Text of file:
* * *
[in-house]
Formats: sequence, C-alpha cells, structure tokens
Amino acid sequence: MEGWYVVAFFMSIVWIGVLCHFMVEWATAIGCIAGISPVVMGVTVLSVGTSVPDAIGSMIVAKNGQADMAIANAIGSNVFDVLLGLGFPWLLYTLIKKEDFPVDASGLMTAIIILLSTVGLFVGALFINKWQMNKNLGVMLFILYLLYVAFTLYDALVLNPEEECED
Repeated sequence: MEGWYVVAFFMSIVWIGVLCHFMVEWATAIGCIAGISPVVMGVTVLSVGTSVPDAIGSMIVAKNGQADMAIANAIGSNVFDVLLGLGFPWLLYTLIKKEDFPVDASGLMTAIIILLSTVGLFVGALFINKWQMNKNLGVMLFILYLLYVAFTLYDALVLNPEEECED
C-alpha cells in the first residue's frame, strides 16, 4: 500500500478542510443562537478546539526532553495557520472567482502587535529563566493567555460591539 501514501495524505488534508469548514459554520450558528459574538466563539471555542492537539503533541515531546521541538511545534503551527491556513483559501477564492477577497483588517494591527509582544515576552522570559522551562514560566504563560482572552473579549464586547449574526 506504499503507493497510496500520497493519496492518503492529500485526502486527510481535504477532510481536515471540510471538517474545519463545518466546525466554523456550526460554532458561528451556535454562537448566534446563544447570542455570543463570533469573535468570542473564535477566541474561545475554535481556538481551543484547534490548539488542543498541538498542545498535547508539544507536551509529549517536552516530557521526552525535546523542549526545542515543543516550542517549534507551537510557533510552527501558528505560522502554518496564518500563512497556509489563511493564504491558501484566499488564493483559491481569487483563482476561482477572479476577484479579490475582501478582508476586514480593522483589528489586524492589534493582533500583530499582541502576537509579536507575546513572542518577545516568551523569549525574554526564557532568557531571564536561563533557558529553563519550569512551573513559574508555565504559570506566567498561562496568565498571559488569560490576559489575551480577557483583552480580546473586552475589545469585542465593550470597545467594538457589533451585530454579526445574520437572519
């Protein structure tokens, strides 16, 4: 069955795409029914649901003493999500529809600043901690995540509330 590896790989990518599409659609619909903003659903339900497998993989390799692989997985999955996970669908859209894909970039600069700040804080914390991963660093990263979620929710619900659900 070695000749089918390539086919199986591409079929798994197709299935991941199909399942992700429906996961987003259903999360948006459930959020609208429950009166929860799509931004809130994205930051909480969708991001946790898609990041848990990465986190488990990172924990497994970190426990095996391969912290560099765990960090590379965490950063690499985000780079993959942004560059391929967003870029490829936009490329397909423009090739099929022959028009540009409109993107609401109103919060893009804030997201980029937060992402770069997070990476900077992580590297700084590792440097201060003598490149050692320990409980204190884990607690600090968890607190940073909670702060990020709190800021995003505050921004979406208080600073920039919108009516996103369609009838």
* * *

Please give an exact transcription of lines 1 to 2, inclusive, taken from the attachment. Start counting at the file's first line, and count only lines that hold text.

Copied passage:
[in-house]
Formats: sequence, C-alpha cells, structure tokens